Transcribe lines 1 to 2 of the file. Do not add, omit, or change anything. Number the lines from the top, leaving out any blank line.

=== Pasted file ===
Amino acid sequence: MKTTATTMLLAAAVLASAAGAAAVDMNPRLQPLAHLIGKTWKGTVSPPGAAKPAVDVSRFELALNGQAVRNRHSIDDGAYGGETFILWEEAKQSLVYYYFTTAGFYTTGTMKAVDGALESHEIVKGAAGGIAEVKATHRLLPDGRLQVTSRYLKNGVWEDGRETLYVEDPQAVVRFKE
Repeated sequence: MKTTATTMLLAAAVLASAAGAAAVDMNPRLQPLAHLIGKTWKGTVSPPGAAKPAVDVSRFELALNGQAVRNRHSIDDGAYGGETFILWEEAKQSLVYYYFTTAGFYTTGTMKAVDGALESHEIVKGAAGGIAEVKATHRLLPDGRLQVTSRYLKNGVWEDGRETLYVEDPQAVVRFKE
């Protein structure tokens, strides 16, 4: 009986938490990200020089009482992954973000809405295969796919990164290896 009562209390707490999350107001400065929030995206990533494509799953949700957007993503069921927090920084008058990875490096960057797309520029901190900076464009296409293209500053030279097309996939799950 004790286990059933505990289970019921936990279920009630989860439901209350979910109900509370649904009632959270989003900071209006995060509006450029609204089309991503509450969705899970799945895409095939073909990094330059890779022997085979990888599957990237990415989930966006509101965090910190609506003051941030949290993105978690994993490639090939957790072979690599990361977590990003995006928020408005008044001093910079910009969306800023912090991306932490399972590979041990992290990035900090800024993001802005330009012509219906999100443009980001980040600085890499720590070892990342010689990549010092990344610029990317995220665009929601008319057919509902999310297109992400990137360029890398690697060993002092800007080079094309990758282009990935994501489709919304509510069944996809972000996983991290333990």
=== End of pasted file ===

Amino acid sequence: MKTTATTMLLAAAVLASAAGAAAVDMNPRLQPLAHLIGKTWKGTVSPPGAAKPAVDVSRFELALNGQAVRNRHSIDDGAYGGETFILWEEAKQSLVYYYFTTAGFYTTGTMKAVDGALESHEIVKGAAGGIAEVKATHRLLPDGRLQVTSRYLKNGVWEDGRETLYVEDPQAVVRFKE
Repeated sequence: MKTTATTMLLAAAVLASAAGAAAVDMNPRLQPLAHLIGKTWKGTVSPPGAAKPAVDVSRFELALNGQAVRNRHSIDDGAYGGETFILWEEAKQSLVYYYFTTAGFYTTGTMKAVDGALESHEIVKGAAGGIAEVKATHRLLPDGRLQVTSRYLKNGVWEDGRETLYVEDPQAVVRFKE